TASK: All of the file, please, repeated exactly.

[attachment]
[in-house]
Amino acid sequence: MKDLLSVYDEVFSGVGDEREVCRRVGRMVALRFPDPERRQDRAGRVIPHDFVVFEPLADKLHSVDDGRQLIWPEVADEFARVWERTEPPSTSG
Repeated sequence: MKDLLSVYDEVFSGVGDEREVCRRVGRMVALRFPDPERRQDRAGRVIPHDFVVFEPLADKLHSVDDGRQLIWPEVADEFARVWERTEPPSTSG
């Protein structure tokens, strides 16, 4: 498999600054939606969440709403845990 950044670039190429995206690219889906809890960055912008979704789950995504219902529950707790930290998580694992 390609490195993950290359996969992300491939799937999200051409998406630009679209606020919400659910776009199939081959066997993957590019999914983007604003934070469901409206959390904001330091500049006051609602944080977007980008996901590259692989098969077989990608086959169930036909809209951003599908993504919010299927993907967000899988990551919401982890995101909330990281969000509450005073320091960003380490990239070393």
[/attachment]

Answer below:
[in-house]
Amino acid sequence: MKDLLSVYDEVFSGVGDEREVCRRVGRMVALRFPDPERRQDRAGRVIPHDFVVFEPLADKLHSVDDGRQLIWPEVADEFARVWERTEPPSTSG
Repeated sequence: MKDLLSVYDEVFSGVGDEREVCRRVGRMVALRFPDPERRQDRAGRVIPHDFVVFEPLADKLHSVDDGRQLIWPEVADEFARVWERTEPPSTSG
């Protein structure tokens, strides 16, 4: 498999600054939606969440709403845990 950044670039190429995206690219889906809890960055912008979704789950995504219902529950707790930290998580694992 390609490195993950290359996969992300491939799937999200051409998406630009679209606020919400659910776009199939081959066997993957590019999914983007604003934070469901409206959390904001330091500049006051609602944080977007980008996901590259692989098969077989990608086959169930036909809209951003599908993504919010299927993907967000899988990551919401982890995101909330990281969000509450005073320091960003380490990239070393």